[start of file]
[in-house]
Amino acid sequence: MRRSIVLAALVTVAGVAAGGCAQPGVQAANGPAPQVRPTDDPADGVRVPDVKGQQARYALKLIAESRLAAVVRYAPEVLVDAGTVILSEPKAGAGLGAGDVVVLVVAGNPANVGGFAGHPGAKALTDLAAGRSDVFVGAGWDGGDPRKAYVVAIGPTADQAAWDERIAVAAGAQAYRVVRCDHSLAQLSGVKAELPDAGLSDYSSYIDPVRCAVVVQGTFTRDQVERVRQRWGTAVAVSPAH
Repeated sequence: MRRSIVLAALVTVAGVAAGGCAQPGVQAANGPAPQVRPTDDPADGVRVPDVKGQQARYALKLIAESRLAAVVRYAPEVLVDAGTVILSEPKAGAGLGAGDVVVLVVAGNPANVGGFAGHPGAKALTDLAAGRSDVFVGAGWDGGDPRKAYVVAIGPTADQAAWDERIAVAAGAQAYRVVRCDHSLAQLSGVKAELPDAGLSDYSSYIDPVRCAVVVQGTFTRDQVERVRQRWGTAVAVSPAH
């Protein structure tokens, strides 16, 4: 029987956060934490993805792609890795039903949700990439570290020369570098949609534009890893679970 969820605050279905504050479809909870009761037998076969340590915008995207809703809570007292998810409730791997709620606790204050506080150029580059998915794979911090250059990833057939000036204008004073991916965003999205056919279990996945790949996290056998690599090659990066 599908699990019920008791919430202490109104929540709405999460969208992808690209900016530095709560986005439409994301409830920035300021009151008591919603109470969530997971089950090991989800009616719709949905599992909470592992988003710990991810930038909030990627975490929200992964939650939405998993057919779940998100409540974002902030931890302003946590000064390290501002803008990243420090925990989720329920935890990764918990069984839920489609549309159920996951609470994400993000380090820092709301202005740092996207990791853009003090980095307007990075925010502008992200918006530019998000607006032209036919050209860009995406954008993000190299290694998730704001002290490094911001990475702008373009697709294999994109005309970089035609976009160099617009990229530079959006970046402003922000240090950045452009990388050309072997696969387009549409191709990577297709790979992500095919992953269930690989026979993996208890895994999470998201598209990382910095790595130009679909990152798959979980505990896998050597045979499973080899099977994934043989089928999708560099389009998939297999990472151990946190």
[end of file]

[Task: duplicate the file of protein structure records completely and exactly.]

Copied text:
[in-house]
Amino acid sequence: MRRSIVLAALVTVAGVAAGGCAQPGVQAANGPAPQVRPTDDPADGVRVPDVKGQQARYALKLIAESRLAAVVRYAPEVLVDAGTVILSEPKAGAGLGAGDVVVLVVAGNPANVGGFAGHPGAKALTDLAAGRSDVFVGAGWDGGDPRKAYVVAIGPTADQAAWDERIAVAAGAQAYRVVRCDHSLAQLSGVKAELPDAGLSDYSSYIDPVRCAVVVQGTFTRDQVERVRQRWGTAVAVSPAH
Repeated sequence: MRRSIVLAALVTVAGVAAGGCAQPGVQAANGPAPQVRPTDDPADGVRVPDVKGQQARYALKLIAESRLAAVVRYAPEVLVDAGTVILSEPKAGAGLGAGDVVVLVVAGNPANVGGFAGHPGAKALTDLAAGRSDVFVGAGWDGGDPRKAYVVAIGPTADQAAWDERIAVAAGAQAYRVVRCDHSLAQLSGVKAELPDAGLSDYSSYIDPVRCAVVVQGTFTRDQVERVRQRWGTAVAVSPAH
């Protein structure tokens, strides 16, 4: 029987956060934490993805792609890795039903949700990439570290020369570098949609534009890893679970 969820605050279905504050479809909870009761037998076969340590915008995207809703809570007292998810409730791997709620606790204050506080150029580059998915794979911090250059990833057939000036204008004073991916965003999205056919279990996945790949996290056998690599090659990066 599908699990019920008791919430202490109104929540709405999460969208992808690209900016530095709560986005439409994301409830920035300021009151008591919603109470969530997971089950090991989800009616719709949905599992909470592992988003710990991810930038909030990627975490929200992964939650939405998993057919779940998100409540974002902030931890302003946590000064390290501002803008990243420090925990989720329920935890990764918990069984839920489609549309159920996951609470994400993000380090820092709301202005740092996207990791853009003090980095307007990075925010502008992200918006530019998000607006032209036919050209860009995406954008993000190299290694998730704001002290490094911001990475702008373009697709294999994109005309970089035609976009160099617009990229530079959006970046402003922000240090950045452009990388050309072997696969387009549409191709990577297709790979992500095919992953269930690989026979993996208890895994999470998201598209990382910095790595130009679909990152798959979980505990896998050597045979499973080899099977994934043989089928999708560099389009998939297999990472151990946190």